As the struggle for Syria intensified, Western leaders seized on an admission by Damascus that it has chemical and biological arms and could use them if foreign powers intervened. “Given the regime's stockpiles of chemical weapons, we will continue to make it clear to Assad and those around him that the world is watching and that they will be held accountable by the international community and the United States should they make the tragic mistake of using those weapons,” US President Barack Obama said in a speech to veterans in Reno, Nevada.
French Foreign Minister Laurent Fabius said Syria’s chemical weapons were under “strict surveillance by the international community” and that their use would be unacceptable.
In the city’s northeastern district of Qaboun, most streets were empty except for people returning to check on homes, some of which were destroyed in last week’s battles there.
“I came just to pick up some of my family’s belongings, I am not returning for now,” one woman said outside her building.
Groups of men were pulling bodies from beneath the rubble of one building. “We have removed 25 bodies so far from this area, we are burying them quickly,” one said.
With battles raging in Syrian cities, Western and many Arab nations are pushing for Assad’s removal, although Russia, China, Iran and Iraq are among others opposed to any forced handover of power.
‘Against Arab interest’
The head of the Arab League said in an interview published on Tuesday that Assad’s days in office were numbered. “There is now no talk about political reform, but (about) a transfer of power,” Nabil Elaraby told the pan-Arab newspaper al-Hayat.
Arab ministers meeting in Doha on Sunday called on Assad to relinquish power, adding that the League would help provide a safe exit for him and his family if he did so.
Elaraby said he would soon travel to China and Russia, which have three times blocked UN Security Council resolutions on Syria, to try to persuade them to change course.
“Our message to the Russians will be, with clarity and frankness, that the veto decision they took is viewed as being against Arab interests,” Elaraby said.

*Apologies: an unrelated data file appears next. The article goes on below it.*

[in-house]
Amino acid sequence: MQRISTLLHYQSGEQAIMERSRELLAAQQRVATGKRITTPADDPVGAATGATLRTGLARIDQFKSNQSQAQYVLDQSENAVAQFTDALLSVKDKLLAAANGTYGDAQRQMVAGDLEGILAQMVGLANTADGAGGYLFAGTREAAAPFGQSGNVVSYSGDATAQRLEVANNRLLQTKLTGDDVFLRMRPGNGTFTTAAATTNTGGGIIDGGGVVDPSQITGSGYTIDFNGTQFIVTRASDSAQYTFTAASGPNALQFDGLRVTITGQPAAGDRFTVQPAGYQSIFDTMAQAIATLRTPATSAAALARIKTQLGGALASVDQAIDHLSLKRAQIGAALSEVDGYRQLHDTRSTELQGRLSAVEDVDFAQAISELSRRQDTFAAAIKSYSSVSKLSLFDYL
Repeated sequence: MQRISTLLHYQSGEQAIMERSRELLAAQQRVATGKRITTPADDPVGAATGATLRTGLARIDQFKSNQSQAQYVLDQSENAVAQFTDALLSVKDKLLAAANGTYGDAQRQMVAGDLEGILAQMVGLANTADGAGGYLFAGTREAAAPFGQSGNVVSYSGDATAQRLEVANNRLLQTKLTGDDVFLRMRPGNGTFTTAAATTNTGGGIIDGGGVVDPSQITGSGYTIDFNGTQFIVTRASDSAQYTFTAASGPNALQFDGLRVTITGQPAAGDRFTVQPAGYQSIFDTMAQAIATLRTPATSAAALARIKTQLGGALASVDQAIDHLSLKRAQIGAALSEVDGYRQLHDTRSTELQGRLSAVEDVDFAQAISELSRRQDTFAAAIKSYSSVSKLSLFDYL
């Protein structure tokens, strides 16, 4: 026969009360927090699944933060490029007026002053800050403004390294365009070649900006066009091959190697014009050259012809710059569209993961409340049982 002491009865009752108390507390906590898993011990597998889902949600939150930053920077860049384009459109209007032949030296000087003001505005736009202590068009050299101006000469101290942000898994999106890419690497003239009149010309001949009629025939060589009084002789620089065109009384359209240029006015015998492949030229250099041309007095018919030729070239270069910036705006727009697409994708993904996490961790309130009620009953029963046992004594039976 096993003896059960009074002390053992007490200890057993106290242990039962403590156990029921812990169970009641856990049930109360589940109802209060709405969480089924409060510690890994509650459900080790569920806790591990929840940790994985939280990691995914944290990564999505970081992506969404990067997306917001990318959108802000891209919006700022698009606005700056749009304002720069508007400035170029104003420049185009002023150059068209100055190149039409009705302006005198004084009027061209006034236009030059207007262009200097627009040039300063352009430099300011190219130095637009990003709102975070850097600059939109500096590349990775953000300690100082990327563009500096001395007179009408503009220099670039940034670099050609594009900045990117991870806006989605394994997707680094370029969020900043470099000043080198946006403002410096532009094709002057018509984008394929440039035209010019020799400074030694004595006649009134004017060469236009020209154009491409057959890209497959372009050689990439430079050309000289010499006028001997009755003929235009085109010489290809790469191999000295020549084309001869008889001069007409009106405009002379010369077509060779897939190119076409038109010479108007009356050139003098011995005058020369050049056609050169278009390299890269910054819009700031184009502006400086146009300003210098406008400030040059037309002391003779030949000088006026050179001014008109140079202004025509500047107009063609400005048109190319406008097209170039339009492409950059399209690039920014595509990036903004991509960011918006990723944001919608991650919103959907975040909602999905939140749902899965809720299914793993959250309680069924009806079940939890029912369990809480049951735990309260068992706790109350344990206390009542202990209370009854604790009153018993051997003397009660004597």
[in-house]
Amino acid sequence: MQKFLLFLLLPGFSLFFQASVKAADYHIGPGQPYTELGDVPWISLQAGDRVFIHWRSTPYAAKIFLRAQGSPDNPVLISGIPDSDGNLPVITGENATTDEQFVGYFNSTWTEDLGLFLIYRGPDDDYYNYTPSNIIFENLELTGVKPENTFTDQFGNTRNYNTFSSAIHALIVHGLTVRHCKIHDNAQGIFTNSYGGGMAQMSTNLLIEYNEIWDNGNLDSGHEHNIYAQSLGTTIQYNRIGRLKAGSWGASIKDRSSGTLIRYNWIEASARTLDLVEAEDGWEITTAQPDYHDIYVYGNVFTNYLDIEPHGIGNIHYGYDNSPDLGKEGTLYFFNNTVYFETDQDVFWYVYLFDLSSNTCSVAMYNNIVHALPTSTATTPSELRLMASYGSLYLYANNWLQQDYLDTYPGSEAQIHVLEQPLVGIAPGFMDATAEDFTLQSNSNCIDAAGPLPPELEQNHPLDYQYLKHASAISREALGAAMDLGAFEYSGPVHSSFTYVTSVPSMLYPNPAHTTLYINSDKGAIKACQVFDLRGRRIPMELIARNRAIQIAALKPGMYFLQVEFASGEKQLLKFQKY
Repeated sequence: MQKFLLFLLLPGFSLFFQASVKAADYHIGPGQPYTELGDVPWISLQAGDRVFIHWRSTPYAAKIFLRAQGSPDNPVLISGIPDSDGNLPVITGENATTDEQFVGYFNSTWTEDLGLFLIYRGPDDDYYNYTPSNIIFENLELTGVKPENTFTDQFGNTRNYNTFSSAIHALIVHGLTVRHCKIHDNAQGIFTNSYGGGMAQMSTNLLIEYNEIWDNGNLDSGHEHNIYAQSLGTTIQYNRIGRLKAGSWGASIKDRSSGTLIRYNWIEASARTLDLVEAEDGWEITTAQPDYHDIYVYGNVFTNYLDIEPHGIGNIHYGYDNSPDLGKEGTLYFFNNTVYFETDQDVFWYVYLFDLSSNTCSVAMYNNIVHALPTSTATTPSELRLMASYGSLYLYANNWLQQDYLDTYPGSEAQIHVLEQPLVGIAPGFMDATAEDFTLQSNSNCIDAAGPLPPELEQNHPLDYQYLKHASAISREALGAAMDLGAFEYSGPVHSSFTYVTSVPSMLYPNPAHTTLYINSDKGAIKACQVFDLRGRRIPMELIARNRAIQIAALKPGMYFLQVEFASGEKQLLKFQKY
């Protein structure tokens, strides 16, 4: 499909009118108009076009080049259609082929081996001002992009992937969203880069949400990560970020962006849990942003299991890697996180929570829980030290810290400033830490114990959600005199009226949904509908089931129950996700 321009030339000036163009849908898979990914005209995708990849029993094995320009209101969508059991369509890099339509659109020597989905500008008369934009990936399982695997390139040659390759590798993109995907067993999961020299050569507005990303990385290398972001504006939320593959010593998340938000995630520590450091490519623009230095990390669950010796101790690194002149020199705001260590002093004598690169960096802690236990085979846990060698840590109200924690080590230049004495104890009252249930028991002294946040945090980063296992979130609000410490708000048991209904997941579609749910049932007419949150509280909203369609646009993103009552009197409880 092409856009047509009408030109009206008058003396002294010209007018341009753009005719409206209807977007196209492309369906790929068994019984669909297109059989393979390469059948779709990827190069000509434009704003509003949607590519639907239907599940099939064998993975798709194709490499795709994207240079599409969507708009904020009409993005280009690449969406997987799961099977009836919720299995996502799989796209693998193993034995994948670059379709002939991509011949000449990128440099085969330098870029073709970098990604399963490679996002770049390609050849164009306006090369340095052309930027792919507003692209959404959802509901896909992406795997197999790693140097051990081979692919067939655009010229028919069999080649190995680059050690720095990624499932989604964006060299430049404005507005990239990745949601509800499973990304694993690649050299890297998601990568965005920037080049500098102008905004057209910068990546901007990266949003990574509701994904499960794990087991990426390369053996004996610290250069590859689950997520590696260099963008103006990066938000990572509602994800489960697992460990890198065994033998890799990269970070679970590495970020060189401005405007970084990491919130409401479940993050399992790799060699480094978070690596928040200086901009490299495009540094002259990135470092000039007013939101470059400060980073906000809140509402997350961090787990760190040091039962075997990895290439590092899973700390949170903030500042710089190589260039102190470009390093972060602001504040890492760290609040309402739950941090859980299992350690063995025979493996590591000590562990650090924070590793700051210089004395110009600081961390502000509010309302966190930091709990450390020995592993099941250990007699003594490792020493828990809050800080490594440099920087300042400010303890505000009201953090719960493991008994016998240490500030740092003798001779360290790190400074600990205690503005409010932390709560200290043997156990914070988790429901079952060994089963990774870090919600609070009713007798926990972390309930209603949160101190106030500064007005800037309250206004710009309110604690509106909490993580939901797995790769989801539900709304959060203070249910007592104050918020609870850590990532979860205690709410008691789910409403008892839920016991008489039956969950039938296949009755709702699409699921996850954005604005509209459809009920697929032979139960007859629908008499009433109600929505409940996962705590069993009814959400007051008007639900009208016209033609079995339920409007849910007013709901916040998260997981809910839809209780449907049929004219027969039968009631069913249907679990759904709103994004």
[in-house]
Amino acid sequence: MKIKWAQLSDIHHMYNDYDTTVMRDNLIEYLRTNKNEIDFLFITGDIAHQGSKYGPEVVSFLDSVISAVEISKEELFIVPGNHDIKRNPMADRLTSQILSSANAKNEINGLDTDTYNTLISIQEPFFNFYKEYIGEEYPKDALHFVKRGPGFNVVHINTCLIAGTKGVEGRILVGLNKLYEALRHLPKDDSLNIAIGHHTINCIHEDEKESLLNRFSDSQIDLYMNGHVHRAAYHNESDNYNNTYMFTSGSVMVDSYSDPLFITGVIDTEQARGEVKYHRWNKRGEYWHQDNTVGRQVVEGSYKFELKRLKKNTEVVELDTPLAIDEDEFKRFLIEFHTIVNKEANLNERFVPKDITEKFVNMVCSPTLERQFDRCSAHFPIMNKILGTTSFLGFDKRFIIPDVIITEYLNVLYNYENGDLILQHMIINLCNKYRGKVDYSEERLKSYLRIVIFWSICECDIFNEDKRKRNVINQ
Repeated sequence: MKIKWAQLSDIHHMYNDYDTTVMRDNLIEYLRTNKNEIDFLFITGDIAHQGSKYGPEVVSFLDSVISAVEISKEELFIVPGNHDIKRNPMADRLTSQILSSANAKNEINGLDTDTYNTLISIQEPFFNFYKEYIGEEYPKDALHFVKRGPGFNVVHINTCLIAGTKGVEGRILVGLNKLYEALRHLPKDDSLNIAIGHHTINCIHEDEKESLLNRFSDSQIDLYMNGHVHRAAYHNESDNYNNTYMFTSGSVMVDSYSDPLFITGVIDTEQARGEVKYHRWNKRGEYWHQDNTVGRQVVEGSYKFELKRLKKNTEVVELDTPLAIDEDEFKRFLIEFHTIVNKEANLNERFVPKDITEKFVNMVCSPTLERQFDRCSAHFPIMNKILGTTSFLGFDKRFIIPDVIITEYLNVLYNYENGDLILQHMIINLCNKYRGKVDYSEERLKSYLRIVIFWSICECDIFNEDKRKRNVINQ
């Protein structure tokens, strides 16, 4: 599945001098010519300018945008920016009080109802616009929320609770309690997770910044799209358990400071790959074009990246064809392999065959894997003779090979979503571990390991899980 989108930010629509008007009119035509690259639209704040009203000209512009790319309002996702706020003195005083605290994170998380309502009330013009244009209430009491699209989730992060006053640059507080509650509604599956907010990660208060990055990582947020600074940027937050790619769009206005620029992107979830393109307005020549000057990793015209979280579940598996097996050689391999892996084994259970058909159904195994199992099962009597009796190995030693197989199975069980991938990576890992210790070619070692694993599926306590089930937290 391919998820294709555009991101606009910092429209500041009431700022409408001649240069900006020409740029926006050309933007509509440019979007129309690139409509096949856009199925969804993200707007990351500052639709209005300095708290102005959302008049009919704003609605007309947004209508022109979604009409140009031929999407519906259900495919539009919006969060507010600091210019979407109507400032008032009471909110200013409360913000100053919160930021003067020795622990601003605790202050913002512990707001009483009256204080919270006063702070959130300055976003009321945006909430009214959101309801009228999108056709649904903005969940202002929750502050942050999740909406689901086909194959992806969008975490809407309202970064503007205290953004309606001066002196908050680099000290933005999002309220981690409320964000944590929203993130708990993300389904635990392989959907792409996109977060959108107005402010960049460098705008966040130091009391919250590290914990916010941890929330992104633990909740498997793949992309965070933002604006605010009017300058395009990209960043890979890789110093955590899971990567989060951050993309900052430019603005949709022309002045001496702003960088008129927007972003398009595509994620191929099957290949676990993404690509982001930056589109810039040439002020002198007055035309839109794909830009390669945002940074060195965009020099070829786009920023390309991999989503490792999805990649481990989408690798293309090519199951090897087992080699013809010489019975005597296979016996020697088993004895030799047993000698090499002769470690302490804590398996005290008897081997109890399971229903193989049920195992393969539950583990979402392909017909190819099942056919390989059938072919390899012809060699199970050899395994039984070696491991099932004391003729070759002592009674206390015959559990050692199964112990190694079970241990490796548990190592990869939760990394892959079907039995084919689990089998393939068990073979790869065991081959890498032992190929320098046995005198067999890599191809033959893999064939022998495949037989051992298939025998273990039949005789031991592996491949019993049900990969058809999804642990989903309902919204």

The ferocity of the Syria conflict, in which 1,261 people have been killed since fighting intensified in Damascus on July 15, according to one opposition watchdog, has concentrated attention on the possible repercussions of Assad’s overthrow.
Apparently responding to US and Israeli concerns that Syria’s non-conventional weapons could fall into the hands of extremist groups, Damascus acknowledged for the first time that it possessed chemical and biological arms.
Foreign Ministry spokesman Jihad Makdissi said the army would not use chemical weapons to crush rebels but could use them against forces from outside the country.
“Any chemical or bacterial weapons will never be used ... during the crisis in Syria regardless of the developments,” Makdissi said on Monday. “These weapons are stored and secured by Syrian military forces and under its direct supervision and will never be used unless Syria faces external aggression.”
Damascus has not signed a 1992 international convention that bans the use, production or stockpiling of chemical weapons, but officials in the past had denied it had any stockpiles.
Britain, Germany and other countries also said it was unacceptable for Syria to say it might use chemical arms. UN Secretary-General Ban Ki-moon said he was very concerned Syria may be tempted to use unconventional weapons.
Israel has publicly discussed military action to prevent Syrian chemical weapons or missiles from reaching Assad’s Lebanese Shiite allies.